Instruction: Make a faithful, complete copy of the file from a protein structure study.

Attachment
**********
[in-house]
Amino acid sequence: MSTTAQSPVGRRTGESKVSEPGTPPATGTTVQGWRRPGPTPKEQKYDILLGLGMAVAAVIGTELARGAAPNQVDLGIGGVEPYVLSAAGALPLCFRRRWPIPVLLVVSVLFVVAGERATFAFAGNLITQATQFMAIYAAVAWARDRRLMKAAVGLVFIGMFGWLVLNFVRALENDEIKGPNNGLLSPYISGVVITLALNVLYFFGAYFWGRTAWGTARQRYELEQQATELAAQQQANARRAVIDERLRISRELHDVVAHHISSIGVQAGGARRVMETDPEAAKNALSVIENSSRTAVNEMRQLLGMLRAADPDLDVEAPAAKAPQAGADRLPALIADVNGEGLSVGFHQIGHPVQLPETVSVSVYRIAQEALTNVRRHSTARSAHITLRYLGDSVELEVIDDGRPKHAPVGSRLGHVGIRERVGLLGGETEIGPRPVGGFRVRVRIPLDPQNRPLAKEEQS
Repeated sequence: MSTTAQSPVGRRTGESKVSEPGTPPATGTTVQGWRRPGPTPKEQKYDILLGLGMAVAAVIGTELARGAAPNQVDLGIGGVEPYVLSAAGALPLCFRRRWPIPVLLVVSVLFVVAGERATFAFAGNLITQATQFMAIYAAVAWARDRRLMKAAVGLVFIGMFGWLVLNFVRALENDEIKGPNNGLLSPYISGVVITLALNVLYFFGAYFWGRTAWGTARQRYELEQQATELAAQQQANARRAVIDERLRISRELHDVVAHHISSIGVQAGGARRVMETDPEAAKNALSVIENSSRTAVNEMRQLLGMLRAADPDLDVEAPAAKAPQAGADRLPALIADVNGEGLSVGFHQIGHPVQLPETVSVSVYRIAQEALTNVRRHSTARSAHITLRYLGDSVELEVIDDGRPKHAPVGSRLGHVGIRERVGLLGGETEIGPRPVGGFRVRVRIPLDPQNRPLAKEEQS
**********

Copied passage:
[in-house]
Amino acid sequence: MSTTAQSPVGRRTGESKVSEPGTPPATGTTVQGWRRPGPTPKEQKYDILLGLGMAVAAVIGTELARGAAPNQVDLGIGGVEPYVLSAAGALPLCFRRRWPIPVLLVVSVLFVVAGERATFAFAGNLITQATQFMAIYAAVAWARDRRLMKAAVGLVFIGMFGWLVLNFVRALENDEIKGPNNGLLSPYISGVVITLALNVLYFFGAYFWGRTAWGTARQRYELEQQATELAAQQQANARRAVIDERLRISRELHDVVAHHISSIGVQAGGARRVMETDPEAAKNALSVIENSSRTAVNEMRQLLGMLRAADPDLDVEAPAAKAPQAGADRLPALIADVNGEGLSVGFHQIGHPVQLPETVSVSVYRIAQEALTNVRRHSTARSAHITLRYLGDSVELEVIDDGRPKHAPVGSRLGHVGIRERVGLLGGETEIGPRPVGGFRVRVRIPLDPQNRPLAKEEQS
Repeated sequence: MSTTAQSPVGRRTGESKVSEPGTPPATGTTVQGWRRPGPTPKEQKYDILLGLGMAVAAVIGTELARGAAPNQVDLGIGGVEPYVLSAAGALPLCFRRRWPIPVLLVVSVLFVVAGERATFAFAGNLITQATQFMAIYAAVAWARDRRLMKAAVGLVFIGMFGWLVLNFVRALENDEIKGPNNGLLSPYISGVVITLALNVLYFFGAYFWGRTAWGTARQRYELEQQATELAAQQQANARRAVIDERLRISRELHDVVAHHISSIGVQAGGARRVMETDPEAAKNALSVIENSSRTAVNEMRQLLGMLRAADPDLDVEAPAAKAPQAGADRLPALIADVNGEGLSVGFHQIGHPVQLPETVSVSVYRIAQEALTNVRRHSTARSAHITLRYLGDSVELEVIDDGRPKHAPVGSRLGHVGIRERVGLLGGETEIGPRPVGGFRVRVRIPLDPQNRPLAKEEQS